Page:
Gender divide evident in jobs data

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It seems the gender divide is still alive and well in New Zealand’s employment market as recent job data reveals distinct splits across industry and salary.

The latest Trade Me Jobs data analysed applications made to the 65,000 roles advertised in the second quarter of 2016 and found significant gender splits in several sectors with men dominating applications in the executive and general management sector.

Trade Me Jobs spokesman Jeremy Wade said some difference was so be expected but admitted he was surprised at the extreme imbalance for some job types.

“We looked at all the applications from our members over the past three months and in sectors like engineering and IT, more than 80 per cent of the applications are from men,” he revealed.

While public sector roles such as banking and finance were evenly split between male and female applicants, Wade said more than 70 per cent of applications for roles in education and office administration were from women.

Wellington-based Wade acknowledged that it’s tempting to point fingers while looking at the disappointing data but urged all employers to address the imbalance.

“This isn’t about playing the blame game, and no one person or industry is at fault here,” he stressed.  “We’re all responsible for ensuring we have workplace equality and diversity.

“We need to have this conversation and think about what we’re doing that might be inhibiting people from getting into industries and roles where they can do great work.”

He also said those employers who are in areas of extreme imbalance are hurting themselves as much as potential applicants.

“Looking at these numbers we think there are a number of employers missing out on a diverse range of applicants, which in many cases is not a good thing,” he said, adding that Trade Me itself has begun to promote IT as a “fantastic career path for women.”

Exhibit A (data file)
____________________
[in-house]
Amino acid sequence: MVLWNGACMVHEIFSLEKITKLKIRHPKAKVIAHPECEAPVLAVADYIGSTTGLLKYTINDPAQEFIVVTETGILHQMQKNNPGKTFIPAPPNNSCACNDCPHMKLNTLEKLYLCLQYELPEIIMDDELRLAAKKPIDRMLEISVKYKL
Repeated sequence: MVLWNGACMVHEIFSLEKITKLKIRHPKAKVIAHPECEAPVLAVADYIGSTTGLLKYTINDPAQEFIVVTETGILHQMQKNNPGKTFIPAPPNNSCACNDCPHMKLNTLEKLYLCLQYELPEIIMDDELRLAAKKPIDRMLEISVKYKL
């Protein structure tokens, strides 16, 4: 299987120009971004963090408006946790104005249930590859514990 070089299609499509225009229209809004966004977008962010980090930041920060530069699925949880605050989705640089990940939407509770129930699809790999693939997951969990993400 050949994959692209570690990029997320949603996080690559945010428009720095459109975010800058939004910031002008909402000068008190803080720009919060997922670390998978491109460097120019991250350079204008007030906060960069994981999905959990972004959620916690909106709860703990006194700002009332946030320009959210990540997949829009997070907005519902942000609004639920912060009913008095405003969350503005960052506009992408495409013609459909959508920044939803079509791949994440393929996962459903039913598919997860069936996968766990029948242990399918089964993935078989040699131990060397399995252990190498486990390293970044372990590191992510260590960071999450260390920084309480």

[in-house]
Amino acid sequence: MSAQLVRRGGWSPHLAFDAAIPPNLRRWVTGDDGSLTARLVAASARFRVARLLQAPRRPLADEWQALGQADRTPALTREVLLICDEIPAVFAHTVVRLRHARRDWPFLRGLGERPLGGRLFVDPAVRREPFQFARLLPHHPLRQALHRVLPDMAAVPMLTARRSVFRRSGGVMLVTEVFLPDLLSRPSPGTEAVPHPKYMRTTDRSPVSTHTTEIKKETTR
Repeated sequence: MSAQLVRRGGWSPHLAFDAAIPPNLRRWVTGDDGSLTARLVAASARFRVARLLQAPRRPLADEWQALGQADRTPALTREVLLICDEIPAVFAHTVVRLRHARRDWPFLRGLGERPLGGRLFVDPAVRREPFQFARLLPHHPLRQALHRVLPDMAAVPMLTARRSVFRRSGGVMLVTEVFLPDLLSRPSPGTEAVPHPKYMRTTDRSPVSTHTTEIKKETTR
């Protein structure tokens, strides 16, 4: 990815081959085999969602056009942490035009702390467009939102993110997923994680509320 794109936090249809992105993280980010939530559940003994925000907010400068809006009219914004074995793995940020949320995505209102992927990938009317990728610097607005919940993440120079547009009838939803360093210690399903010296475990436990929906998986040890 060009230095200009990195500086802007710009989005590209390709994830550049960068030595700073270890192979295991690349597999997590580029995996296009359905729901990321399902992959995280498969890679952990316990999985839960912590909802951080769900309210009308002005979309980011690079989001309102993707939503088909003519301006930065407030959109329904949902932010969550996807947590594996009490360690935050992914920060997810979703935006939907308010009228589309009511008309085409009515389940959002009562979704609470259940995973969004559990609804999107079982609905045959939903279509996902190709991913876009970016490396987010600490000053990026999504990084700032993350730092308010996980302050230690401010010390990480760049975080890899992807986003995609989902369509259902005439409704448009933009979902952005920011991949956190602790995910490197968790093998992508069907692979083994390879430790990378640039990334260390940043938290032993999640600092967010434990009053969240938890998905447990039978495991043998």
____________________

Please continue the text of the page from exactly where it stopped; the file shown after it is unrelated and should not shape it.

The data not only revealed that certain industries and roles were imbalances, but also pointed out to a worrying trend in compensation.

“Women are much less likely to apply for a high-paying role, and we saw this peak for six-figure salary roles where the proportion of women applying is just 30 per cent,” he revealed. “There’s a close relationship between lower average pay rates and sectors that are typically female-dominated, such as education.”

IT and engineering roles consistently appear in Trade Me Job’s top 10 highest paid roles each quarter while education and office/administration roles were typically lower paid.

“I’d never advocate that any job hunter chases money over enjoyment and satisfaction, but the value placed on particular roles is an important conversation for us to have,” Wade said.

On a more positive note, the data revealed that New Zealand’s employment market is currently favouring employers.

“Between October last year and March this year we saw hot competition from job hunters, despite healthy listing numbers. That pressure has eased slightly over the last three months, with a few exceptions the balance sits firmly in favour of employers still at this stage.”

Applications by gender Q2 2016
 
Category Female Male
Engineering 18% 82%
IT 19% 81%
Construction & roading 26% 74%
Automotive 29% 71%
Transport & logistics 30% 70%
Trades & services 31% 69%
Architecture 37% 63%
Executive & general management 38% 62%
Manufacturing & operations 39% 61%
Agriculture, fishing & forestry 40% 60%
Sales 45% 55%
Marketing, media & communications 47% 53%
Banking, finance & insurance 50% 50%
Science & technology 50% 50%
Government & council 50% 50%
Property 51% 49%
Hospitality & tourism 52% 48%
Other 54% 46%
Accounting 56% 44%
HR & recruitment 57% 43%
Retail 59% 41%
Customer service 59% 41%
Healthcare 66% 34%
Legal 67% 33%
Office & administration 71% 29%
Education 71% 29
 

 
Applications by gender and pay band Q2 2016
Pay band Percentage of applications  
  Male Female
$0-$39,999 47% 53%
$40,000-59,999 54% 46%
$60k-$79,999 66% 34%
$80k-$99,999 69% 31%
$100,000+ 70% 30%
 
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